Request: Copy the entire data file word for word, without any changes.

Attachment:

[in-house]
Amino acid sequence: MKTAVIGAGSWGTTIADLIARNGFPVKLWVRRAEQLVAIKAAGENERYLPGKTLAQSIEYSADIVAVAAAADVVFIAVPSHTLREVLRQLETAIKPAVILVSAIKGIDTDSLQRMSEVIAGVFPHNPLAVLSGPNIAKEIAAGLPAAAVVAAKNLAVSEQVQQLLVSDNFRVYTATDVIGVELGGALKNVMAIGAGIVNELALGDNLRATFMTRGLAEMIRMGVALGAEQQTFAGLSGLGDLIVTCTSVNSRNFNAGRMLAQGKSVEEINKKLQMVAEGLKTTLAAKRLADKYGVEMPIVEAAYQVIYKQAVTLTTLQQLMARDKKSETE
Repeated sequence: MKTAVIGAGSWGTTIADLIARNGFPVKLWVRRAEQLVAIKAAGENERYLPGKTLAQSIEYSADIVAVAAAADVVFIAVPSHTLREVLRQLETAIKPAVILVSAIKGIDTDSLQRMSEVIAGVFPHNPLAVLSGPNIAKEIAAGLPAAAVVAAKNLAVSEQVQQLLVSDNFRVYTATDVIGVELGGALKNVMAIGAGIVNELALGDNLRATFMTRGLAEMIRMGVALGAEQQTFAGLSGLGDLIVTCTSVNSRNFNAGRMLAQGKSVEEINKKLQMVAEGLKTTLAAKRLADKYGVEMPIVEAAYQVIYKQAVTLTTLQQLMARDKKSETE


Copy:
[in-house]
Amino acid sequence: MKTAVIGAGSWGTTIADLIARNGFPVKLWVRRAEQLVAIKAAGENERYLPGKTLAQSIEYSADIVAVAAAADVVFIAVPSHTLREVLRQLETAIKPAVILVSAIKGIDTDSLQRMSEVIAGVFPHNPLAVLSGPNIAKEIAAGLPAAAVVAAKNLAVSEQVQQLLVSDNFRVYTATDVIGVELGGALKNVMAIGAGIVNELALGDNLRATFMTRGLAEMIRMGVALGAEQQTFAGLSGLGDLIVTCTSVNSRNFNAGRMLAQGKSVEEINKKLQMVAEGLKTTLAAKRLADKYGVEMPIVEAAYQVIYKQAVTLTTLQQLMARDKKSETE
Repeated sequence: MKTAVIGAGSWGTTIADLIARNGFPVKLWVRRAEQLVAIKAAGENERYLPGKTLAQSIEYSADIVAVAAAADVVFIAVPSHTLREVLRQLETAIKPAVILVSAIKGIDTDSLQRMSEVIAGVFPHNPLAVLSGPNIAKEIAAGLPAAAVVAAKNLAVSEQVQQLLVSDNFRVYTATDVIGVELGGALKNVMAIGAGIVNELALGDNLRATFMTRGLAEMIRMGVALGAEQQTFAGLSGLGDLIVTCTSVNSRNFNAGRMLAQGKSVEEINKKLQMVAEGLKTTLAAKRLADKYGVEMPIVEAAYQVIYKQAVTLTTLQQLMARDKKSETE